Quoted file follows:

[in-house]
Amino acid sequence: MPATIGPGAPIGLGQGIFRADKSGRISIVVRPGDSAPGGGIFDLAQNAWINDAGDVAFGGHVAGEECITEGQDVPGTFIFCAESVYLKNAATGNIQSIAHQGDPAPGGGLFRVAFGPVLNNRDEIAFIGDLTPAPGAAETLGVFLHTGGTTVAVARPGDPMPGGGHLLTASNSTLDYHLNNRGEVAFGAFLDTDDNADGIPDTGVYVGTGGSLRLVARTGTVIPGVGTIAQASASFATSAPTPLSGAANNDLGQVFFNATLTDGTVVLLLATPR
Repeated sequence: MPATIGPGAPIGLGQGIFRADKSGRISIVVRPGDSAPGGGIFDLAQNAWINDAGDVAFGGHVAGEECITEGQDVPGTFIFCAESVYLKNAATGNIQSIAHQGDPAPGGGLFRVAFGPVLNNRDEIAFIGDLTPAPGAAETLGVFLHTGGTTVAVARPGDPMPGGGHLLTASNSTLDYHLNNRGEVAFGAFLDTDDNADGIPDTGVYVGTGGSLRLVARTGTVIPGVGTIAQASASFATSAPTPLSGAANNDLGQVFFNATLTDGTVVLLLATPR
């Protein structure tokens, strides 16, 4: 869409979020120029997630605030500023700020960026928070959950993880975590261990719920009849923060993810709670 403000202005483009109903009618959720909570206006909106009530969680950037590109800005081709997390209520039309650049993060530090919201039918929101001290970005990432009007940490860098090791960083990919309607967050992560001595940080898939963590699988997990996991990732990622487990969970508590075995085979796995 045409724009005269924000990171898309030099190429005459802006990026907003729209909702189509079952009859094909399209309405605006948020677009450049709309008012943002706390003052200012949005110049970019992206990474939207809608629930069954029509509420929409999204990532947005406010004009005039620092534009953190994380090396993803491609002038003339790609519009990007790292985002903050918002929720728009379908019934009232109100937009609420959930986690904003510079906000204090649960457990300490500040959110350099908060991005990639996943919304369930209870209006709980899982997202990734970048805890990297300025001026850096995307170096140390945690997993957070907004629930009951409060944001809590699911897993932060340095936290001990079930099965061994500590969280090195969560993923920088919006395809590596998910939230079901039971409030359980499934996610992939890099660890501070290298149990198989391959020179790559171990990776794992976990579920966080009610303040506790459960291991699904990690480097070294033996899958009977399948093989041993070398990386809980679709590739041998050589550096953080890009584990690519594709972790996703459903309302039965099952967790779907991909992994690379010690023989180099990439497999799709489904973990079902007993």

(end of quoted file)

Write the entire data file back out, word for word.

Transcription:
[in-house]
Amino acid sequence: MPATIGPGAPIGLGQGIFRADKSGRISIVVRPGDSAPGGGIFDLAQNAWINDAGDVAFGGHVAGEECITEGQDVPGTFIFCAESVYLKNAATGNIQSIAHQGDPAPGGGLFRVAFGPVLNNRDEIAFIGDLTPAPGAAETLGVFLHTGGTTVAVARPGDPMPGGGHLLTASNSTLDYHLNNRGEVAFGAFLDTDDNADGIPDTGVYVGTGGSLRLVARTGTVIPGVGTIAQASASFATSAPTPLSGAANNDLGQVFFNATLTDGTVVLLLATPR
Repeated sequence: MPATIGPGAPIGLGQGIFRADKSGRISIVVRPGDSAPGGGIFDLAQNAWINDAGDVAFGGHVAGEECITEGQDVPGTFIFCAESVYLKNAATGNIQSIAHQGDPAPGGGLFRVAFGPVLNNRDEIAFIGDLTPAPGAAETLGVFLHTGGTTVAVARPGDPMPGGGHLLTASNSTLDYHLNNRGEVAFGAFLDTDDNADGIPDTGVYVGTGGSLRLVARTGTVIPGVGTIAQASASFATSAPTPLSGAANNDLGQVFFNATLTDGTVVLLLATPR
């Protein structure tokens, strides 16, 4: 869409979020120029997630605030500023700020960026928070959950993880975590261990719920009849923060993810709670 403000202005483009109903009618959720909570206006909106009530969680950037590109800005081709997390209520039309650049993060530090919201039918929101001290970005990432009007940490860098090791960083990919309607967050992560001595940080898939963590699988997990996991990732990622487990969970508590075995085979796995 045409724009005269924000990171898309030099190429005459802006990026907003729209909702189509079952009859094909399209309405605006948020677009450049709309008012943002706390003052200012949005110049970019992206990474939207809608629930069954029509509420929409999204990532947005406010004009005039620092534009953190994380090396993803491609002038003339790609519009990007790292985002903050918002929720728009379908019934009232109100937009609420959930986690904003510079906000204090649960457990300490500040959110350099908060991005990639996943919304369930209870209006709980899982997202990734970048805890990297300025001026850096995307170096140390945690997993957070907004629930009951409060944001809590699911897993932060340095936290001990079930099965061994500590969280090195969560993923920088919006395809590596998910939230079901039971409030359980499934996610992939890099660890501070290298149990198989391959020179790559171990990776794992976990579920966080009610303040506790459960291991699904990690480097070294033996899958009977399948093989041993070398990386809980679709590739041998050589550096953080890009584990690519594709972790996703459903309302039965099952967790779907991909992994690379010690023989180099990439497999799709489904973990079902007993």